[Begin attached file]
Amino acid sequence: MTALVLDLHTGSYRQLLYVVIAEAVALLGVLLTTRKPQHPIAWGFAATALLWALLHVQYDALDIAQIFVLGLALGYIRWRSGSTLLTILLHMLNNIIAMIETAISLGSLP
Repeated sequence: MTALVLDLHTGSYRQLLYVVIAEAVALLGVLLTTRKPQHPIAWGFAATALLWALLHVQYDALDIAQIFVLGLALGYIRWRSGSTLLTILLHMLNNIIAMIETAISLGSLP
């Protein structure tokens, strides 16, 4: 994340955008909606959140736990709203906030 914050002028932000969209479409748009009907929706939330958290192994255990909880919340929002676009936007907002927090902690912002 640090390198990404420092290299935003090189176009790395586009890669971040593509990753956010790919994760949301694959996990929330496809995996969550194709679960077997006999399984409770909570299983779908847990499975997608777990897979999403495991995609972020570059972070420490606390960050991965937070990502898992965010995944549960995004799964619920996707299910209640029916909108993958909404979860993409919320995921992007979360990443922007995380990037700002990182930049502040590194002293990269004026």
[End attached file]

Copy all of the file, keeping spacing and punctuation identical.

Amino acid sequence: MTALVLDLHTGSYRQLLYVVIAEAVALLGVLLTTRKPQHPIAWGFAATALLWALLHVQYDALDIAQIFVLGLALGYIRWRSGSTLLTILLHMLNNIIAMIETAISLGSLP
Repeated sequence: MTALVLDLHTGSYRQLLYVVIAEAVALLGVLLTTRKPQHPIAWGFAATALLWALLHVQYDALDIAQIFVLGLALGYIRWRSGSTLLTILLHMLNNIIAMIETAISLGSLP
């Protein structure tokens, strides 16, 4: 994340955008909606959140736990709203906030 914050002028932000969209479409748009009907929706939330958290192994255990909880919340929002676009936007907002927090902690912002 640090390198990404420092290299935003090189176009790395586009890669971040593509990753956010790919994760949301694959996990929330496809995996969550194709679960077997006999399984409770909570299983779908847990499975997608777990897979999403495991995609972020570059972070420490606390960050991965937070990502898992965010995944549960995004799964619920996707299910209640029916909108993958909404979860993409919320995921992007979360990443922007995380990037700002990182930049502040590194002293990269004026």